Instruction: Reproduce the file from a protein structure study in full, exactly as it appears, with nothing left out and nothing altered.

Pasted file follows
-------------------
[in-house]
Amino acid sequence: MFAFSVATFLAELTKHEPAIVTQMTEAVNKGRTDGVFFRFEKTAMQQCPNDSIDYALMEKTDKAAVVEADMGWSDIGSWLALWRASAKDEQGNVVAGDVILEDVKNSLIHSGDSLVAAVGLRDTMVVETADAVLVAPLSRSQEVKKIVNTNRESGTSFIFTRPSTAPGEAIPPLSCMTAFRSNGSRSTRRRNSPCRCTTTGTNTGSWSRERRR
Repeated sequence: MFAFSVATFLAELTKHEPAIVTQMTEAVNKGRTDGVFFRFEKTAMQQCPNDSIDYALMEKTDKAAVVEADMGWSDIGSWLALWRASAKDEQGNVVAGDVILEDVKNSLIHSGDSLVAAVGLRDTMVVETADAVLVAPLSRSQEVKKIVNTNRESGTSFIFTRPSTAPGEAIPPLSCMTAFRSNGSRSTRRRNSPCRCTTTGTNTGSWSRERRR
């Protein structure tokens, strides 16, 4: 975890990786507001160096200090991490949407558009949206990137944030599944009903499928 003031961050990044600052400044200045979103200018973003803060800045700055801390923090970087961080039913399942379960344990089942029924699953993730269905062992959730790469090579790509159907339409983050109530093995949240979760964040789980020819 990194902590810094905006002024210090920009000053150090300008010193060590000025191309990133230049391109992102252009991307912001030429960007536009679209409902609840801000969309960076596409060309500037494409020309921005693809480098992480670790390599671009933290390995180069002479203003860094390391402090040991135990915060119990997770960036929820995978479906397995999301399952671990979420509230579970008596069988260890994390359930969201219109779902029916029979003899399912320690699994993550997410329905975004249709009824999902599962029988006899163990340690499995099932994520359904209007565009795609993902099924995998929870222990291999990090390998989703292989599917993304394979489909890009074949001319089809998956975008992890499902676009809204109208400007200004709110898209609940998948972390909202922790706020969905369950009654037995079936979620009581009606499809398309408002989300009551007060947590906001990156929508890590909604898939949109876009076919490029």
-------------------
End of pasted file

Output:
[in-house]
Amino acid sequence: MFAFSVATFLAELTKHEPAIVTQMTEAVNKGRTDGVFFRFEKTAMQQCPNDSIDYALMEKTDKAAVVEADMGWSDIGSWLALWRASAKDEQGNVVAGDVILEDVKNSLIHSGDSLVAAVGLRDTMVVETADAVLVAPLSRSQEVKKIVNTNRESGTSFIFTRPSTAPGEAIPPLSCMTAFRSNGSRSTRRRNSPCRCTTTGTNTGSWSRERRR
Repeated sequence: MFAFSVATFLAELTKHEPAIVTQMTEAVNKGRTDGVFFRFEKTAMQQCPNDSIDYALMEKTDKAAVVEADMGWSDIGSWLALWRASAKDEQGNVVAGDVILEDVKNSLIHSGDSLVAAVGLRDTMVVETADAVLVAPLSRSQEVKKIVNTNRESGTSFIFTRPSTAPGEAIPPLSCMTAFRSNGSRSTRRRNSPCRCTTTGTNTGSWSRERRR
């Protein structure tokens, strides 16, 4: 975890990786507001160096200090991490949407558009949206990137944030599944009903499928 003031961050990044600052400044200045979103200018973003803060800045700055801390923090970087961080039913399942379960344990089942029924699953993730269905062992959730790469090579790509159907339409983050109530093995949240979760964040789980020819 990194902590810094905006002024210090920009000053150090300008010193060590000025191309990133230049391109992102252009991307912001030429960007536009679209409902609840801000969309960076596409060309500037494409020309921005693809480098992480670790390599671009933290390995180069002479203003860094390391402090040991135990915060119990997770960036929820995978479906397995999301399952671990979420509230579970008596069988260890994390359930969201219109779902029916029979003899399912320690699994993550997410329905975004249709009824999902599962029988006899163990340690499995099932994520359904209007565009795609993902099924995998929870222990291999990090390998989703292989599917993304394979489909890009074949001319089809998956975008992890499902676009809204109208400007200004709110898209609940998948972390909202922790706020969905369950009654037995079936979620009581009606499809398309408002989300009551007060947590906001990156929508890590909604898939949109876009076919490029």